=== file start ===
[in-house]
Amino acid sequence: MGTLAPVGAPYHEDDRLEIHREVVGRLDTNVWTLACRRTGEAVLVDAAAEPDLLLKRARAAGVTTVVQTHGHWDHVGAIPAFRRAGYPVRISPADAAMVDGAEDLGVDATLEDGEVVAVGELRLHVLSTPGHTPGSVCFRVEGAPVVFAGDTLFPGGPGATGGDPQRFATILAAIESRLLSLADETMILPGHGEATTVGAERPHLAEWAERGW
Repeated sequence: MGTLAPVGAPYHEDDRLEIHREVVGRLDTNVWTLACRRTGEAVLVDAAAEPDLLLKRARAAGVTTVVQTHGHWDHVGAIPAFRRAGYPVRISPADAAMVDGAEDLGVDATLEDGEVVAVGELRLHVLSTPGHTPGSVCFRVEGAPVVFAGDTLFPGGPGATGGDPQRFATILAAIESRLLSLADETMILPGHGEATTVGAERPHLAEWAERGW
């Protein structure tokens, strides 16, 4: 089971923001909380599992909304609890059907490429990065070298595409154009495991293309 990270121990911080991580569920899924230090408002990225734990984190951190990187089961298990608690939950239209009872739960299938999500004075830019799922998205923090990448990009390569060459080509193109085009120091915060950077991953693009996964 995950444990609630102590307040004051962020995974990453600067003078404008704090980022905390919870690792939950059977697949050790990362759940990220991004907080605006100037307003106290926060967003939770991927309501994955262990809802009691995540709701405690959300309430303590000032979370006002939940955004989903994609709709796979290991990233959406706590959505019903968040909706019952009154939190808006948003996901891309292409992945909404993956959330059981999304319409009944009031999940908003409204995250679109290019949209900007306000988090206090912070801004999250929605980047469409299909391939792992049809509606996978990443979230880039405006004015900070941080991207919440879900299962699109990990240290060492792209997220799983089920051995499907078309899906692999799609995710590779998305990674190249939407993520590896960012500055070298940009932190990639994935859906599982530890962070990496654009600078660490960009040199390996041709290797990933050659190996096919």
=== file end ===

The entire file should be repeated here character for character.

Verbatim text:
[in-house]
Amino acid sequence: MGTLAPVGAPYHEDDRLEIHREVVGRLDTNVWTLACRRTGEAVLVDAAAEPDLLLKRARAAGVTTVVQTHGHWDHVGAIPAFRRAGYPVRISPADAAMVDGAEDLGVDATLEDGEVVAVGELRLHVLSTPGHTPGSVCFRVEGAPVVFAGDTLFPGGPGATGGDPQRFATILAAIESRLLSLADETMILPGHGEATTVGAERPHLAEWAERGW
Repeated sequence: MGTLAPVGAPYHEDDRLEIHREVVGRLDTNVWTLACRRTGEAVLVDAAAEPDLLLKRARAAGVTTVVQTHGHWDHVGAIPAFRRAGYPVRISPADAAMVDGAEDLGVDATLEDGEVVAVGELRLHVLSTPGHTPGSVCFRVEGAPVVFAGDTLFPGGPGATGGDPQRFATILAAIESRLLSLADETMILPGHGEATTVGAERPHLAEWAERGW
């Protein structure tokens, strides 16, 4: 089971923001909380599992909304609890059907490429990065070298595409154009495991293309 990270121990911080991580569920899924230090408002990225734990984190951190990187089961298990608690939950239209009872739960299938999500004075830019799922998205923090990448990009390569060459080509193109085009120091915060950077991953693009996964 995950444990609630102590307040004051962020995974990453600067003078404008704090980022905390919870690792939950059977697949050790990362759940990220991004907080605006100037307003106290926060967003939770991927309501994955262990809802009691995540709701405690959300309430303590000032979370006002939940955004989903994609709709796979290991990233959406706590959505019903968040909706019952009154939190808006948003996901891309292409992945909404993956959330059981999304319409009944009031999940908003409204995250679109290019949209900007306000988090206090912070801004999250929605980047469409299909391939792992049809509606996978990443979230880039405006004015900070941080991207919440879900299962699109990990240290060492792209997220799983089920051995499907078309899906692999799609995710590779998305990674190249939407993520590896960012500055070298940009932190990639994935859906599982530890962070990496654009600078660490960009040199390996041709290797990933050659190996096919």